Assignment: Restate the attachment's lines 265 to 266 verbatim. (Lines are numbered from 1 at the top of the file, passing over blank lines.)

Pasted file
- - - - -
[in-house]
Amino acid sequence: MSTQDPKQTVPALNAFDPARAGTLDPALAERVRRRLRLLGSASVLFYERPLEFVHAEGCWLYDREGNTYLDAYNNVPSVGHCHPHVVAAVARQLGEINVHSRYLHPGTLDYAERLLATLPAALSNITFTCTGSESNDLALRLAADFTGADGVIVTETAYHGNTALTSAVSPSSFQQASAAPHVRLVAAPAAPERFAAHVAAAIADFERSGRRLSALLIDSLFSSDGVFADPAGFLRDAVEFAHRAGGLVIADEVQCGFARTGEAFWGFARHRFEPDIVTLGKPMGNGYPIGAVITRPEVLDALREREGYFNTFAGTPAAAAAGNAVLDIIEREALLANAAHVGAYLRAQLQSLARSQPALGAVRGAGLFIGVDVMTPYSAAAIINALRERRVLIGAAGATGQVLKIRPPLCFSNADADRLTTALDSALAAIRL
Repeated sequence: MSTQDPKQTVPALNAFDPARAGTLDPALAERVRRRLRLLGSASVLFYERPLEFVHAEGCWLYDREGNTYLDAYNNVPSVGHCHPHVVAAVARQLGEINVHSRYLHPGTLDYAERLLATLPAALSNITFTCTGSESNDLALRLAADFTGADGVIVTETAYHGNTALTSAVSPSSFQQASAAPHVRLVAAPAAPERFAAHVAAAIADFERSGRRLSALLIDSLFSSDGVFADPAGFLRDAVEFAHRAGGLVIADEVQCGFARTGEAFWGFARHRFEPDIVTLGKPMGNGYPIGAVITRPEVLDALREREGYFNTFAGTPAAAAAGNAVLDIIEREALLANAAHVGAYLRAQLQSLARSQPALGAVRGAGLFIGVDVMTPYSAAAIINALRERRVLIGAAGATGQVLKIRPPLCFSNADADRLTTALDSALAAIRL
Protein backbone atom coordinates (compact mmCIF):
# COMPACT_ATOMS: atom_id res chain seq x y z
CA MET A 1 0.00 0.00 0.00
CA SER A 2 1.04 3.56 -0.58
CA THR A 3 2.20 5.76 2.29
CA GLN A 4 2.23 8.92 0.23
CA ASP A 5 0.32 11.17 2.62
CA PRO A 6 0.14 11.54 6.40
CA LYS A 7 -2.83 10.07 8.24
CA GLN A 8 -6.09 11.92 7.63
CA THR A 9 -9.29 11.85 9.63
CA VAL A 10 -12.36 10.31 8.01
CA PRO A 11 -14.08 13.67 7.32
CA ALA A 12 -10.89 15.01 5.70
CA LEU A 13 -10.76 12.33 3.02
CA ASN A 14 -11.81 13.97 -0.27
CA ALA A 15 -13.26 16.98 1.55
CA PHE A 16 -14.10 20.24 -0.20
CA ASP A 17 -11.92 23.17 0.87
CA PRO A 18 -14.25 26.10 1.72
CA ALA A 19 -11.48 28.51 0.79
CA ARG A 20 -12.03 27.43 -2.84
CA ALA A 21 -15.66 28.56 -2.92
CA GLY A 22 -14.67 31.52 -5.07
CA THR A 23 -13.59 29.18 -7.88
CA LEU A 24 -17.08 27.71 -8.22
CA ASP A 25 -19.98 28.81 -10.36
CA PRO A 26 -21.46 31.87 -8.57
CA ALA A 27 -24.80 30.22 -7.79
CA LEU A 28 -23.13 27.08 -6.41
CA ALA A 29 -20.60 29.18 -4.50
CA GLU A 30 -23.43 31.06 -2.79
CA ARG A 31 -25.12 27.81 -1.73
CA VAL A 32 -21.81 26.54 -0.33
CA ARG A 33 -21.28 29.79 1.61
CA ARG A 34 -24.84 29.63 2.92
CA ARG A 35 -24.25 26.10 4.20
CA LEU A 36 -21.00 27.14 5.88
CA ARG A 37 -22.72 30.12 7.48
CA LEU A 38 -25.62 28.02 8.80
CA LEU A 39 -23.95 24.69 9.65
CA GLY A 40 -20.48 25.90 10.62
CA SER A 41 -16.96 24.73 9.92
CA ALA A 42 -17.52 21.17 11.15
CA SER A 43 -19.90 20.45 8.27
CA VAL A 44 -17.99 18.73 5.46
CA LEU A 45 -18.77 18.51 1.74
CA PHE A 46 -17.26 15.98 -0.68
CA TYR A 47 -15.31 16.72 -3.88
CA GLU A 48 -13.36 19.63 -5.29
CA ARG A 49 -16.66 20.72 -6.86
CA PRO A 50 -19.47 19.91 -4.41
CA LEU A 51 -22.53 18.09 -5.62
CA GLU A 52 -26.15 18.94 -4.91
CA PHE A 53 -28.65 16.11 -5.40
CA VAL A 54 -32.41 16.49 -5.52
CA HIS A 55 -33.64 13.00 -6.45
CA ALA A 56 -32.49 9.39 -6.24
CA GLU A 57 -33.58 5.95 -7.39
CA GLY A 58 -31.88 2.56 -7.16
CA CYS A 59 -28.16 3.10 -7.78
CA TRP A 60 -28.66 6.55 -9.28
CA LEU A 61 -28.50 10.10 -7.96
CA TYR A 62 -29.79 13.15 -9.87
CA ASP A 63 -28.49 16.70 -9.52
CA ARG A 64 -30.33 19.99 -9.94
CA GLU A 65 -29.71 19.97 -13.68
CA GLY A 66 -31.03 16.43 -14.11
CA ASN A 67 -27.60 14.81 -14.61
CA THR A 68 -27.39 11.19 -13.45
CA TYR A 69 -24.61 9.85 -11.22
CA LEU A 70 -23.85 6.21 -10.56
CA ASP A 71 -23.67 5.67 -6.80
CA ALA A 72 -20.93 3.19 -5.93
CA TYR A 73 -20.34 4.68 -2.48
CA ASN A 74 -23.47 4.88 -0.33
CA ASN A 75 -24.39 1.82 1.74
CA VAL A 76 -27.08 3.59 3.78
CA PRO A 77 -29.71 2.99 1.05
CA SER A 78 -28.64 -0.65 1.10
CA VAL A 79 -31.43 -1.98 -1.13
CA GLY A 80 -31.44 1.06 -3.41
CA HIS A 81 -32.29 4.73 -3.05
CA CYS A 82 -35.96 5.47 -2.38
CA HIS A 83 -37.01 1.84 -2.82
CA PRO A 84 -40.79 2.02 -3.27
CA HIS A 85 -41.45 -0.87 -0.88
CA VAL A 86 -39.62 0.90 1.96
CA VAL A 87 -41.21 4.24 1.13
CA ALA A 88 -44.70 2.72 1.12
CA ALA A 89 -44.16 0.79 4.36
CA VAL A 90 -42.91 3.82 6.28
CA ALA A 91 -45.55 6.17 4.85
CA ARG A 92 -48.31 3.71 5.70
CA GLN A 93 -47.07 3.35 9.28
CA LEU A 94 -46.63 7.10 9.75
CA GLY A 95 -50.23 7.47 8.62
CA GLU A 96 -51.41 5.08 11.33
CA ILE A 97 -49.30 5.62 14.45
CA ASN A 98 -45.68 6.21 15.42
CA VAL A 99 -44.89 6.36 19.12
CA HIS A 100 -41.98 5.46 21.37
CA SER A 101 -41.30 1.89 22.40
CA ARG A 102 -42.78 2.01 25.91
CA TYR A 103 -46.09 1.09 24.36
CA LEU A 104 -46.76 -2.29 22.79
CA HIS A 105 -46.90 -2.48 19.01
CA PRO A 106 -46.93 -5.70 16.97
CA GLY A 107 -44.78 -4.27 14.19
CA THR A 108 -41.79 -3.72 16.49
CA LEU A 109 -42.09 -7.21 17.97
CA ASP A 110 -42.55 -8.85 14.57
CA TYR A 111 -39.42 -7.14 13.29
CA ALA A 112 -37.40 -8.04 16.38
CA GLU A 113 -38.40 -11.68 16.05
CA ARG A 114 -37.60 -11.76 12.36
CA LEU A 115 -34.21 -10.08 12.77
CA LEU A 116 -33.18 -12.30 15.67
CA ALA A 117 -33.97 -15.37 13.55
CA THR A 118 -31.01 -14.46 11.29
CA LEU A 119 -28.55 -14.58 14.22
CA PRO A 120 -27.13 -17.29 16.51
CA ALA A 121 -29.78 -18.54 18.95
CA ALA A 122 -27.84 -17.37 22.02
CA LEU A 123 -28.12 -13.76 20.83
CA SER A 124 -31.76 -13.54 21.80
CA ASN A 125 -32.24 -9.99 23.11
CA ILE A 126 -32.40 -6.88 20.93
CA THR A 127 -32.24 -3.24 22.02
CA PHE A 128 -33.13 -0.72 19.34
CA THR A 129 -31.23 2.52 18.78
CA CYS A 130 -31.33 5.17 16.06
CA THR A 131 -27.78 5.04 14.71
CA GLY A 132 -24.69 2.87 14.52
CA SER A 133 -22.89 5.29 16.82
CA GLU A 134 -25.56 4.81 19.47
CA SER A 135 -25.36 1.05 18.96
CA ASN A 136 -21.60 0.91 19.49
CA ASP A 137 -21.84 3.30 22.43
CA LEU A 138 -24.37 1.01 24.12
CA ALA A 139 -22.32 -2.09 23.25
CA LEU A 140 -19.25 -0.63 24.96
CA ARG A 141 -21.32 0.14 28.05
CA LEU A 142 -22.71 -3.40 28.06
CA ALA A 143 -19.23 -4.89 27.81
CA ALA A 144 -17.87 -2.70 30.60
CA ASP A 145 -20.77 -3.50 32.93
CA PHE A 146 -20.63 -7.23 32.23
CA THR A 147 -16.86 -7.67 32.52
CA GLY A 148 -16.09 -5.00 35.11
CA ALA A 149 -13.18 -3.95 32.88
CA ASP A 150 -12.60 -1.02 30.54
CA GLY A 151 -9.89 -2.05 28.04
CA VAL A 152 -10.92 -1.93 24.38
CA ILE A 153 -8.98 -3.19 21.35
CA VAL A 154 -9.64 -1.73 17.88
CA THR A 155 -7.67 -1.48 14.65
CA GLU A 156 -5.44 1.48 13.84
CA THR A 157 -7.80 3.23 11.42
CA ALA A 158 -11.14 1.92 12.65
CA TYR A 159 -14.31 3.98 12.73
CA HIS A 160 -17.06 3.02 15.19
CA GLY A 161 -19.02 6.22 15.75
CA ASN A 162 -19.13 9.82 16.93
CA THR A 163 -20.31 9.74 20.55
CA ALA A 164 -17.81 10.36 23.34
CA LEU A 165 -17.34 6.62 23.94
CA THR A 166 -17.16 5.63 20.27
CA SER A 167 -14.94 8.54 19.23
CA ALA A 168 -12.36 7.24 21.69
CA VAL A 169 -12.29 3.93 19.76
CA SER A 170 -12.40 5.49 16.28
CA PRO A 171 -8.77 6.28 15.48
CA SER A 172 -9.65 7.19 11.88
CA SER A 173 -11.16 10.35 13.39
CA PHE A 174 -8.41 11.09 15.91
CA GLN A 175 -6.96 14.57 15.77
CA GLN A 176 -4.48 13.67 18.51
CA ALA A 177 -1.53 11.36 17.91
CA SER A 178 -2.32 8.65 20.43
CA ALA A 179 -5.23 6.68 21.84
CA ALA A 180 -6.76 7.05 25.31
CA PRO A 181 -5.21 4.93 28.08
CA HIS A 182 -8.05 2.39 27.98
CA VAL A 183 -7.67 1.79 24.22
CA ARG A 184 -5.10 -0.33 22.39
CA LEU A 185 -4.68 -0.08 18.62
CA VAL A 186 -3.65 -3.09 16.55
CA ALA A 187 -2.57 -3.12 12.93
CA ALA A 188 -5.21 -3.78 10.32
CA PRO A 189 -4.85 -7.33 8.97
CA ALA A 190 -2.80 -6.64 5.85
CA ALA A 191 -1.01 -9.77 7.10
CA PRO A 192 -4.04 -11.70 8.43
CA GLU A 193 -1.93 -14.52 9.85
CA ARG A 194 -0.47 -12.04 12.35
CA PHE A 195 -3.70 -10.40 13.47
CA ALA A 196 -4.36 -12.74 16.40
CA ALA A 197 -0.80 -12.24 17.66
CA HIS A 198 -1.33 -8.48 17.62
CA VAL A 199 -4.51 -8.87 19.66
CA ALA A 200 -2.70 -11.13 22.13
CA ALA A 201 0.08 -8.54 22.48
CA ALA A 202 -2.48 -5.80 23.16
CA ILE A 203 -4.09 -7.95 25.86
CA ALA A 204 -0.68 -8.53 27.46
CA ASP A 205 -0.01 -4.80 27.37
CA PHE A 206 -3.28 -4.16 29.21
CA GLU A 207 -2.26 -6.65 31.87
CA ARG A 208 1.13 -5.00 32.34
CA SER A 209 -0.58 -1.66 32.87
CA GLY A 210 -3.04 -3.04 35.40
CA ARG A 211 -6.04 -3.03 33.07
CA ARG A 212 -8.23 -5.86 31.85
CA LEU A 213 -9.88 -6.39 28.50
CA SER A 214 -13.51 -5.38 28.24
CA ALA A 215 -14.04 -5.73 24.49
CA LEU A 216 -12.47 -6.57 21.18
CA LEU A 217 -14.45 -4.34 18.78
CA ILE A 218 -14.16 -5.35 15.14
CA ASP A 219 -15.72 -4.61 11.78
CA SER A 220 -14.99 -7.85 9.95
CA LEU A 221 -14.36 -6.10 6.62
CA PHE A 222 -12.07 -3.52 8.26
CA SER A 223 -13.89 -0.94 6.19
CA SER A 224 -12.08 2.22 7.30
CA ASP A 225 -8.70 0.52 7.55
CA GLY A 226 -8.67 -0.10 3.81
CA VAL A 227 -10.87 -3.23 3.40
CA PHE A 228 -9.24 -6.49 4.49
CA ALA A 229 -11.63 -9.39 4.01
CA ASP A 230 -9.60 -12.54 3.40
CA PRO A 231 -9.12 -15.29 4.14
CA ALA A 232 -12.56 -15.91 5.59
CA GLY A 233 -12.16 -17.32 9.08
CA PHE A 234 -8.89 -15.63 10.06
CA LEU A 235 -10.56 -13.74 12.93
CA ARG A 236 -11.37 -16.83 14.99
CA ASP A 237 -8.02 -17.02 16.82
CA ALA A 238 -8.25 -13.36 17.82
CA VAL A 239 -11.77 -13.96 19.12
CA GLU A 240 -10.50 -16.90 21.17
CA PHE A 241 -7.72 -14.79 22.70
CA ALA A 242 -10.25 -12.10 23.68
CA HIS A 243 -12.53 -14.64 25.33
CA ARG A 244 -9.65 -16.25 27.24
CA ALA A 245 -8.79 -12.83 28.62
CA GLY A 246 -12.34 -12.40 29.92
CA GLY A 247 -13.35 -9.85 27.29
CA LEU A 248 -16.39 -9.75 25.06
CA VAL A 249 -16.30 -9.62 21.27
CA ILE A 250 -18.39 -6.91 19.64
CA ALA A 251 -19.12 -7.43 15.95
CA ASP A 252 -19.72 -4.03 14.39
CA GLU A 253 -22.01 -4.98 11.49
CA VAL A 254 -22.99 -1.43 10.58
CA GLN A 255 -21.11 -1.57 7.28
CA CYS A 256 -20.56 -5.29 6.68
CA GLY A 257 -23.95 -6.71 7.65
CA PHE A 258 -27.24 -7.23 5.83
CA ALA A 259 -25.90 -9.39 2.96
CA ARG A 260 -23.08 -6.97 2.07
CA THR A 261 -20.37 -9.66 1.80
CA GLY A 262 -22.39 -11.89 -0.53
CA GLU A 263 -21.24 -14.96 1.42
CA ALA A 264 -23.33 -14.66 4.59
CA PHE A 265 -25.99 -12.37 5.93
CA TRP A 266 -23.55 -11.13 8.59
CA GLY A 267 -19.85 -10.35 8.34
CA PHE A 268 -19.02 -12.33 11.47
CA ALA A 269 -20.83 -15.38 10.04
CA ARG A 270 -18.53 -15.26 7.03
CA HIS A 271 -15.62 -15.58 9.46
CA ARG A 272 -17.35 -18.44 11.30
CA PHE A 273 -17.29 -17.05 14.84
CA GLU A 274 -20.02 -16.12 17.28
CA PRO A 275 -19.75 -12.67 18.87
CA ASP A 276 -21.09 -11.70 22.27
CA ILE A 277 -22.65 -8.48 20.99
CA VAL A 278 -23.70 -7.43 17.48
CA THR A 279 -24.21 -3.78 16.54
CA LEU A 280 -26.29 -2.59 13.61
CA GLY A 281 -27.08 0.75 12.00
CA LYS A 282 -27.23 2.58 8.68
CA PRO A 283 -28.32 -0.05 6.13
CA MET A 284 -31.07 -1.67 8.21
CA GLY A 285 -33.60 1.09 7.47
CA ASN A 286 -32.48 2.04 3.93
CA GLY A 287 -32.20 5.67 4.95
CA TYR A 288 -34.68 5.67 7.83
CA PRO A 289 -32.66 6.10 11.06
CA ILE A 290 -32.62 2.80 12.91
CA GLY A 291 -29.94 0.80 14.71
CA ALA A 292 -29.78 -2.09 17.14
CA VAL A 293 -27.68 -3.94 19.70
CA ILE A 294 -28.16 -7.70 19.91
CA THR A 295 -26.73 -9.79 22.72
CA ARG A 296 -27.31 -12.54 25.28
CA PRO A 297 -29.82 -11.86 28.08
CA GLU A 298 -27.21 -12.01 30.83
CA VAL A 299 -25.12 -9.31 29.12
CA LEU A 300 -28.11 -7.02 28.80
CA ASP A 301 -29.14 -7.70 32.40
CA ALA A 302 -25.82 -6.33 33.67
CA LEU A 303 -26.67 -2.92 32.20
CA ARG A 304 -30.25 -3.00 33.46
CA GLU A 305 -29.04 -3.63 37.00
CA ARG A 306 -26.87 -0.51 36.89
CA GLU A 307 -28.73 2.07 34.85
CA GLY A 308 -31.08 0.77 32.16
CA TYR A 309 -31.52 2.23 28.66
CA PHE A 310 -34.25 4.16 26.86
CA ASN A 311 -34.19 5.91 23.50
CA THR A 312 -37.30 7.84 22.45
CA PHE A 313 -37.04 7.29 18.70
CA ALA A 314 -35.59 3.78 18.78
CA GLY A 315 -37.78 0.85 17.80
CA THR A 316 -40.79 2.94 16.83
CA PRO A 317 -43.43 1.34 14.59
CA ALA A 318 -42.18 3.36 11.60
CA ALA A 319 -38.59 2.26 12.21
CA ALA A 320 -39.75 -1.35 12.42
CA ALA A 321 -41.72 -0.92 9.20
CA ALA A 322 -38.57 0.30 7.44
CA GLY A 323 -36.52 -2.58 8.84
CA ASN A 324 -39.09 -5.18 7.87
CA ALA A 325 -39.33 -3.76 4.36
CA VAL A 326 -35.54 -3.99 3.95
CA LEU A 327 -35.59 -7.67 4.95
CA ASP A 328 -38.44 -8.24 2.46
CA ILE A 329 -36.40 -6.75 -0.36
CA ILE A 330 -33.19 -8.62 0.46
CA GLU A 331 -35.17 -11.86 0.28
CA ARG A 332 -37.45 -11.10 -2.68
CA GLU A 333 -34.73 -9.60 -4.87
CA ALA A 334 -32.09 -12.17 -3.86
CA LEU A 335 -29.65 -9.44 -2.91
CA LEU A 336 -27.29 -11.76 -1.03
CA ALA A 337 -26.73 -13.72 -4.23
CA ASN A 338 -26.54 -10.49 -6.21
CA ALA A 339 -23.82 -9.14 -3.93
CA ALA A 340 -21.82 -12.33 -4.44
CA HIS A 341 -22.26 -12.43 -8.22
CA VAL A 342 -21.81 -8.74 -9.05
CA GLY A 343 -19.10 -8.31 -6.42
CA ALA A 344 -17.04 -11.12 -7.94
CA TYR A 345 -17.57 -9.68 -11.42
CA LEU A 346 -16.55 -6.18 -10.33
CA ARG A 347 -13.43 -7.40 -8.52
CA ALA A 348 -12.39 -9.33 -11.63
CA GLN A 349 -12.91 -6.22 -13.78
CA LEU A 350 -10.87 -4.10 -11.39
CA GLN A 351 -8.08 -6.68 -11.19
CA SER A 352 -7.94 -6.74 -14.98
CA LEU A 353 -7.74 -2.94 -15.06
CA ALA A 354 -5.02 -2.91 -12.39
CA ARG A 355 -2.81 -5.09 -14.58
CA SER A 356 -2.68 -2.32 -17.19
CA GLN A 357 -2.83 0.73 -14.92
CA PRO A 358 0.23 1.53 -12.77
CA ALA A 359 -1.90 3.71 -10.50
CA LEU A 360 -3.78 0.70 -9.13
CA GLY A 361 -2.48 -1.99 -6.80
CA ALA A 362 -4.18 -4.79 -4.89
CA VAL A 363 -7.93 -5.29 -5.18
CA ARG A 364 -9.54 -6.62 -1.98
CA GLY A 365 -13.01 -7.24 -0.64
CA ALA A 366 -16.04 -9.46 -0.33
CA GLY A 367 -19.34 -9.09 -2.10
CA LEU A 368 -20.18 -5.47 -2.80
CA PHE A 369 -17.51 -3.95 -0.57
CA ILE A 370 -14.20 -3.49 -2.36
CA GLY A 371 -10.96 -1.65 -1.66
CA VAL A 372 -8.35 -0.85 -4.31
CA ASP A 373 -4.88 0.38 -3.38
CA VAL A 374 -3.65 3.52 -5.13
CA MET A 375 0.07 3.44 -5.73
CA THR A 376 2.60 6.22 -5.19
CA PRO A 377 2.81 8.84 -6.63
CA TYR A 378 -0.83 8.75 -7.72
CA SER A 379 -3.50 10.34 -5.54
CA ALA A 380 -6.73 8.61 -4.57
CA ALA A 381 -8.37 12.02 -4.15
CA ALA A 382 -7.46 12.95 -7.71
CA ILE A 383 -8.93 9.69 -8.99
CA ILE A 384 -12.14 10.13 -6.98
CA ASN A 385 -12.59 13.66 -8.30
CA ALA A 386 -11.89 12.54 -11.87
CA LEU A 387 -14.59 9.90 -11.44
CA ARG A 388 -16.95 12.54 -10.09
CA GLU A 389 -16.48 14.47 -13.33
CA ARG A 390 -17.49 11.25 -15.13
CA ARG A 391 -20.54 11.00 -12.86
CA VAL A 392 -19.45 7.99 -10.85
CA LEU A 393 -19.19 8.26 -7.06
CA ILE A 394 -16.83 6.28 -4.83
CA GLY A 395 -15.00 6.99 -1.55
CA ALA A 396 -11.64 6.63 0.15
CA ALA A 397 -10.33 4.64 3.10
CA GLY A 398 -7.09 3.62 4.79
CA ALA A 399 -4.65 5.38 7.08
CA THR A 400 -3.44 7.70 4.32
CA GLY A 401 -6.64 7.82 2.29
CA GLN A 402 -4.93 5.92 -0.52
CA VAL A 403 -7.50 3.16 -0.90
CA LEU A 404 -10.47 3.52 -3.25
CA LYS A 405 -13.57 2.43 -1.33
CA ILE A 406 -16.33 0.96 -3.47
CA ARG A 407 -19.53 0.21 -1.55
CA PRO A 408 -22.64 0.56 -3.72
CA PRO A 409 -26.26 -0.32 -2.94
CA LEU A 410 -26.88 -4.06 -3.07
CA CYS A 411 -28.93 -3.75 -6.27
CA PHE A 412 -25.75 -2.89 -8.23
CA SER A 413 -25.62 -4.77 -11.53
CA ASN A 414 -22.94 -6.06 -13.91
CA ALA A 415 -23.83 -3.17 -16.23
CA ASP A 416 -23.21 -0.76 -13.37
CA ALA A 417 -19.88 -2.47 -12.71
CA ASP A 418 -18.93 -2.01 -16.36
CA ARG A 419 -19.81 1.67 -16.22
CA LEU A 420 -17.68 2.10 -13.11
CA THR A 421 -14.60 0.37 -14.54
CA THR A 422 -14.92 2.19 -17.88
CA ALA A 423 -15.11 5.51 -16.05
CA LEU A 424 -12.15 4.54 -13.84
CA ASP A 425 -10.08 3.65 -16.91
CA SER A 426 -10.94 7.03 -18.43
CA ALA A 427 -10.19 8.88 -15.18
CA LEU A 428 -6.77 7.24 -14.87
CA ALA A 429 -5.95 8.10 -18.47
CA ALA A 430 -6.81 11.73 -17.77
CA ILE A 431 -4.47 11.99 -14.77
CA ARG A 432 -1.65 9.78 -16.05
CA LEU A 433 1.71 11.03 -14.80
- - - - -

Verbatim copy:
CA ARG A 260 -23.08 -6.97 2.07
CA THR A 261 -20.37 -9.66 1.80